Drying up of Geruwa river affects irrigation, wildlifeSilt deposit in the river caused by floods has stopped the water flow in Geruwa, causing a decline in the level of water.
Around 5,000 hectares of agricultural land in Rajapur, Bardiya, is parched this winter. The Karnali River Management Project could not supply water to the area because of a sharp decline in the Geruwa river’s water flow.
The project is unable to supply water in the villages of Manau, Khairichanpur, Patabhar and Pashupatinagar. The water flow in the Geruwa, an offshoot of the Karnali river a few kilometres downstream from Chisapani, has gradually declined as the Karnali changed its course because of silt formation.
According to Kedar Shrestha, chief of the Karnali River Management Project, around 90 percent of the river water now flows to the western side in Kailali district and just 10 percent flows into the Geruwa river.
“The silt should be removed to enhance the Geruwa river’s water flow and run the irrigation project smoothly,” said Shrestha. “We will take the necessary initiative to resolve the problem.”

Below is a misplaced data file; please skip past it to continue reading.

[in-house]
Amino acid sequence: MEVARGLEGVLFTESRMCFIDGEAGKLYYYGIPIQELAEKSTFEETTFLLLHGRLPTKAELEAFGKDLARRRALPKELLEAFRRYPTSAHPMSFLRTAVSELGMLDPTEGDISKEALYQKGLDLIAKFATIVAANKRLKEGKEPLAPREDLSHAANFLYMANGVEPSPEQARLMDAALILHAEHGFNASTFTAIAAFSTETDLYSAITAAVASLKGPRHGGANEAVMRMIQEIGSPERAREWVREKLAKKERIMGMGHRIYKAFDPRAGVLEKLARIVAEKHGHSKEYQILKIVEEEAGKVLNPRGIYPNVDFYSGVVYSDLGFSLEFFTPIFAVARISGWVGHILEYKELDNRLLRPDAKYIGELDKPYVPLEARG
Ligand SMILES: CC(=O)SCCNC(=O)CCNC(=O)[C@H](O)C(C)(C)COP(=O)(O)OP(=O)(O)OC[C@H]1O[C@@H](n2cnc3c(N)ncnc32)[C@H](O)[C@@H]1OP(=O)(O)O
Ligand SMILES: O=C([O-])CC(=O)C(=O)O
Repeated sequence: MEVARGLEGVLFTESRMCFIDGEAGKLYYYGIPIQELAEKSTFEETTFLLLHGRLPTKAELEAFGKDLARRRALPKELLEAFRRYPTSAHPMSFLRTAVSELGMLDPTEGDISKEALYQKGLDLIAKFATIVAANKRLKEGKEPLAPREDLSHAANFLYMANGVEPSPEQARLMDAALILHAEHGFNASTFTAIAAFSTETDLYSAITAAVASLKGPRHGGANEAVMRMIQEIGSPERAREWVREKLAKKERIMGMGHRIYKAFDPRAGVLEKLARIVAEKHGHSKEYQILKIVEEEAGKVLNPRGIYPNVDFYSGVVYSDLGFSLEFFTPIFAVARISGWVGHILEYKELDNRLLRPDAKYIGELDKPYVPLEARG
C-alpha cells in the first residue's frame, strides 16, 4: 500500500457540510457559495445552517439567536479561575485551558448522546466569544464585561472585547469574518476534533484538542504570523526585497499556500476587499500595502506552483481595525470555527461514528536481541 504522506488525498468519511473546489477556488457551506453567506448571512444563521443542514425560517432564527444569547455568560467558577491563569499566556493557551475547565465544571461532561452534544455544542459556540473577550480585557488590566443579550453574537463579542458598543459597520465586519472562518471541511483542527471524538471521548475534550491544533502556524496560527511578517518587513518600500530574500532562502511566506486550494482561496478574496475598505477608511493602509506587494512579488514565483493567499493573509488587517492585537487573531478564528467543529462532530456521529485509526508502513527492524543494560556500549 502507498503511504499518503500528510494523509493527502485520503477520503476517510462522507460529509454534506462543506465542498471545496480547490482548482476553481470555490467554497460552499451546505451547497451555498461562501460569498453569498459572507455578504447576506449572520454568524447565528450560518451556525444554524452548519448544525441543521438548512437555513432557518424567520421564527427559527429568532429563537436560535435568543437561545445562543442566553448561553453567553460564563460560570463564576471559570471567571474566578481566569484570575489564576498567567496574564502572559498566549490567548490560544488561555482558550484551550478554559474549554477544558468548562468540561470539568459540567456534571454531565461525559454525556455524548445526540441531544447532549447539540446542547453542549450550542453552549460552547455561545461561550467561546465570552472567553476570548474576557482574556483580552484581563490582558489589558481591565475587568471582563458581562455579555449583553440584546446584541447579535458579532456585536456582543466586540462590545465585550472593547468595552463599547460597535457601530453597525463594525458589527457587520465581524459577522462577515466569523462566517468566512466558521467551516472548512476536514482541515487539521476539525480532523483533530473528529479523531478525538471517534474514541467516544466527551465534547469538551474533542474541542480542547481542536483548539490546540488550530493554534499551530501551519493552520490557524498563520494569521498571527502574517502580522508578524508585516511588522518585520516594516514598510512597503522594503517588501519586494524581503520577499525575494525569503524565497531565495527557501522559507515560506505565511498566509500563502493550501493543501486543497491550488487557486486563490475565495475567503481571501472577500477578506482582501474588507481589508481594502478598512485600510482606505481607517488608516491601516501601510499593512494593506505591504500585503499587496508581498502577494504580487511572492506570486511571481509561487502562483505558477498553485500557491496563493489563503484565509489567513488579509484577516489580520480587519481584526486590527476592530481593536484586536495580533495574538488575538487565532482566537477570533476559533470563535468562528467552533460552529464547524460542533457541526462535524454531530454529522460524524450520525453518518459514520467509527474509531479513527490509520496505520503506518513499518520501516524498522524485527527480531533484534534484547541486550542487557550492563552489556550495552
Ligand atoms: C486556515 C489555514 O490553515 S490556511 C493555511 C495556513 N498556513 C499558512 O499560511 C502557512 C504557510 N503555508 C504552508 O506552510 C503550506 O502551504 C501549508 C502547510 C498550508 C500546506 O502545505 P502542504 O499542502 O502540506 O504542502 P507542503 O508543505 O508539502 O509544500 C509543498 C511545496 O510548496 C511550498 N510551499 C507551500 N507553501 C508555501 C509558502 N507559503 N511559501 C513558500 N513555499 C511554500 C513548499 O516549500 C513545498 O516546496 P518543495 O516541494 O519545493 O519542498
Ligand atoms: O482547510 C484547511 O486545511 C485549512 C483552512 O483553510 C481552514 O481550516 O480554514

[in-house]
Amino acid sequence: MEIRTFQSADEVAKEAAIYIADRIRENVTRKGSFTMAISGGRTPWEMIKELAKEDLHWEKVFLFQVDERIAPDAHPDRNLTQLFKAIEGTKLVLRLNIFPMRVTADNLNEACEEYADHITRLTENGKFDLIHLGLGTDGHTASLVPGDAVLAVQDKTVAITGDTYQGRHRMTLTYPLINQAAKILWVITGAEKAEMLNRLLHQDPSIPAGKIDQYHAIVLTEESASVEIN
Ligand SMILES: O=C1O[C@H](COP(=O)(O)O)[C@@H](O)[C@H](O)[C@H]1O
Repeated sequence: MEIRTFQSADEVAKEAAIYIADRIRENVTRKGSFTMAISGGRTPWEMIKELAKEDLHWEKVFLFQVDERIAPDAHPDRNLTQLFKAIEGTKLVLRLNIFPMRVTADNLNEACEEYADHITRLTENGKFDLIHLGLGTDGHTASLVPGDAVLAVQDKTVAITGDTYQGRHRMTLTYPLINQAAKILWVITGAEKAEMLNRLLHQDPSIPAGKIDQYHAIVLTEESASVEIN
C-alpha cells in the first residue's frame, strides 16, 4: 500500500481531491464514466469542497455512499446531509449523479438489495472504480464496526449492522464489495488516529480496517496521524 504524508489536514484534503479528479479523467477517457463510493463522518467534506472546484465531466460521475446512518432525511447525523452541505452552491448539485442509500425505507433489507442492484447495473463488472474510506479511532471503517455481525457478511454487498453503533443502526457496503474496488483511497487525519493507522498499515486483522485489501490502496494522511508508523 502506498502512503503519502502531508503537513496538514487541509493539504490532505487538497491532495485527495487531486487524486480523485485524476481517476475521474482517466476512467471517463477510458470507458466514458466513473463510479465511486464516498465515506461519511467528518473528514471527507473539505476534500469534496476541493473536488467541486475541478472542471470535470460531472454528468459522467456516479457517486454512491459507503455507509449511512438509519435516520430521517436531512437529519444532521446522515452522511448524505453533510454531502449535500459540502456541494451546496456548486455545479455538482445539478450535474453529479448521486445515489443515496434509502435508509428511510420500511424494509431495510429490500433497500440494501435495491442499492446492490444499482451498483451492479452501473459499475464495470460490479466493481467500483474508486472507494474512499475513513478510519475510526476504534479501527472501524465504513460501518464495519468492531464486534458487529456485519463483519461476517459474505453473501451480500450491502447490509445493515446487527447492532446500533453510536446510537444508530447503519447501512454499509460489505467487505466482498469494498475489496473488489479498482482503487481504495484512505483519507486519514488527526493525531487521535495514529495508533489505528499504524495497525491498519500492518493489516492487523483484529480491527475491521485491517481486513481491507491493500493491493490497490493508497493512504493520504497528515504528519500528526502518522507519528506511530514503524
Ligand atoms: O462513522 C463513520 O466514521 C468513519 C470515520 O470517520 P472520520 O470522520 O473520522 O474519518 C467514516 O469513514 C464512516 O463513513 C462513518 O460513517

The Karnali river in the past decade has been gradually changing its course towards the western offshoot. Water flow in the Geruwa sharply declined in the past couple of years, as the floods deposited too much silt at Lalmatiya, blocking the river.
Kamal Regi, a farmer in Geruwa Rural Municipality Ward No. 5, said farmers in Rajapur and Geruwa have been facing irrigation problems in the winter due to the sharp decline of water flow in the river. He urged the authorities concerned to clear the siltation.
The Geruwa river flows through the Bardiya National Park. The wildlife in the protected area has been hugely affected because of the declining water flow in the river. According to Sandesh Paudel, a ranger at the park, animals struggle for water in the dry season. The area near the Geruwa river is the habitat of wild animals like tiger, rhino, deer and elephant, among others, conservationists say.
The Department of National Park and Wildlife Conservation had allowed the park to remove the silt in the Geruwa river last year.
“It was not possible for us alone to remove the huge piles of stones, pebbles and sand. We need help from a third party to resolve this problem,” said Paudel.